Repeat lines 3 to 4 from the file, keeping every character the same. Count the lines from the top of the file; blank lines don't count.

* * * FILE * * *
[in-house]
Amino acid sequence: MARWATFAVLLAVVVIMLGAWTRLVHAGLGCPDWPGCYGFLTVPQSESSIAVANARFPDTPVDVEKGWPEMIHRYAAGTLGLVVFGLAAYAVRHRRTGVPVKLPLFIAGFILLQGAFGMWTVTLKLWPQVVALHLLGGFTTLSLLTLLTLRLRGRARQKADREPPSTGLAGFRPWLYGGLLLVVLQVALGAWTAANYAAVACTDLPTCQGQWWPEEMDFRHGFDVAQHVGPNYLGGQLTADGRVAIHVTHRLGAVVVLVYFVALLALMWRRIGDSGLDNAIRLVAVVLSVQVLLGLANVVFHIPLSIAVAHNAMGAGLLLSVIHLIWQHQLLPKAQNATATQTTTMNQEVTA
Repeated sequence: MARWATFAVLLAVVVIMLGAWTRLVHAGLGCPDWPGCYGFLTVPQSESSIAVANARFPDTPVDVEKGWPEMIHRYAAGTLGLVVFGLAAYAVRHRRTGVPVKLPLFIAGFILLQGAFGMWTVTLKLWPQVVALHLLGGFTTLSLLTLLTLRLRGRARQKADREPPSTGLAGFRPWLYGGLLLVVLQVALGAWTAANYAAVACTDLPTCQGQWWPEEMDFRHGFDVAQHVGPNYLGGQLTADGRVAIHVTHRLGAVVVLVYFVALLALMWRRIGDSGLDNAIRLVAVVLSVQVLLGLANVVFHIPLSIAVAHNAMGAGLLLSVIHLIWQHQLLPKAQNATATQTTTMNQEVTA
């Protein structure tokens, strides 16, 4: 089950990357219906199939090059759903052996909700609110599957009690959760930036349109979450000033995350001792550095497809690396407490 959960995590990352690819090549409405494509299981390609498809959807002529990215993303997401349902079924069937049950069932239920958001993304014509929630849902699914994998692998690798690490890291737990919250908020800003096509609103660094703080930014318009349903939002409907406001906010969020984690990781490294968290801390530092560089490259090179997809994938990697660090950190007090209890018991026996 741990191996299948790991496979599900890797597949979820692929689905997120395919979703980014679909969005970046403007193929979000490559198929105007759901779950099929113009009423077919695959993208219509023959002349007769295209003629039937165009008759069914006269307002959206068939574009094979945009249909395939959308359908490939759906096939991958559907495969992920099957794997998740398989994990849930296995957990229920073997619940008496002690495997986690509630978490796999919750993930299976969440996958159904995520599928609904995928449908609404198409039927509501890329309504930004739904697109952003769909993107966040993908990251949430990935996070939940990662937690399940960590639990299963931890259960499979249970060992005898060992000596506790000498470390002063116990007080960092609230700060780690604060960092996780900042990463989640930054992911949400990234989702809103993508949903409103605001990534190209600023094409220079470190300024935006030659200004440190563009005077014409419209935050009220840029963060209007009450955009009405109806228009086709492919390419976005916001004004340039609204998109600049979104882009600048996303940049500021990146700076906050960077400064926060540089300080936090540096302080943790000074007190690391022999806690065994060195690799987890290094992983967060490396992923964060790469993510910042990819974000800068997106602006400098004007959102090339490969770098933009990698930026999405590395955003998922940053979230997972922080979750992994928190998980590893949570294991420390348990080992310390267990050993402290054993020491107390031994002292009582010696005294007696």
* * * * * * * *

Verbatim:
Repeated sequence: MARWATFAVLLAVVVIMLGAWTRLVHAGLGCPDWPGCYGFLTVPQSESSIAVANARFPDTPVDVEKGWPEMIHRYAAGTLGLVVFGLAAYAVRHRRTGVPVKLPLFIAGFILLQGAFGMWTVTLKLWPQVVALHLLGGFTTLSLLTLLTLRLRGRARQKADREPPSTGLAGFRPWLYGGLLLVVLQVALGAWTAANYAAVACTDLPTCQGQWWPEEMDFRHGFDVAQHVGPNYLGGQLTADGRVAIHVTHRLGAVVVLVYFVALLALMWRRIGDSGLDNAIRLVAVVLSVQVLLGLANVVFHIPLSIAVAHNAMGAGLLLSVIHLIWQHQLLPKAQNATATQTTTMNQEVTA
């Protein structure tokens, strides 16, 4: 089950990357219906199939090059759903052996909700609110599957009690959760930036349109979450000033995350001792550095497809690396407490 959960995590990352690819090549409405494509299981390609498809959807002529990215993303997401349902079924069937049950069932239920958001993304014509929630849902699914994998692998690798690490890291737990919250908020800003096509609103660094703080930014318009349903939002409907406001906010969020984690990781490294968290801390530092560089490259090179997809994938990697660090950190007090209890018991026996 741990191996299948790991496979599900890797597949979820692929689905997120395919979703980014679909969005970046403007193929979000490559198929105007759901779950099929113009009423077919695959993208219509023959002349007769295209003629039937165009008759069914006269307002959206068939574009094979945009249909395939959308359908490939759906096939991958559907495969992920099957794997998740398989994990849930296995957990229920073997619940008496002690495997986690509630978490796999919750993930299976969440996958159904995520599928609904995928449908609404198409039927509501890329309504930004739904697109952003769909993107966040993908990251949430990935996070939940990662937690399940960590639990299963931890259960499979249970060992005898060992000596506790000498470390002063116990007080960092609230700060780690604060960092996780900042990463989640930054992911949400990234989702809103993508949903409103605001990534190209600023094409220079470190300024935006030659200004440190563009005077014409419209935050009220840029963060209007009450955009009405109806228009086709492919390419976005916001004004340039609204998109600049979104882009600048996303940049500021990146700076906050960077400064926060540089300080936090540096302080943790000074007190690391022999806690065994060195690799987890290094992983967060490396992923964060790469993510910042990819974000800068997106602006400098004007959102090339490969770098933009990698930026999405590395955003998922940053979230997972922080979750992994928190998980590893949570294991420390348990080992310390267990050993402290054993020491107390031994002292009582010696005294007696």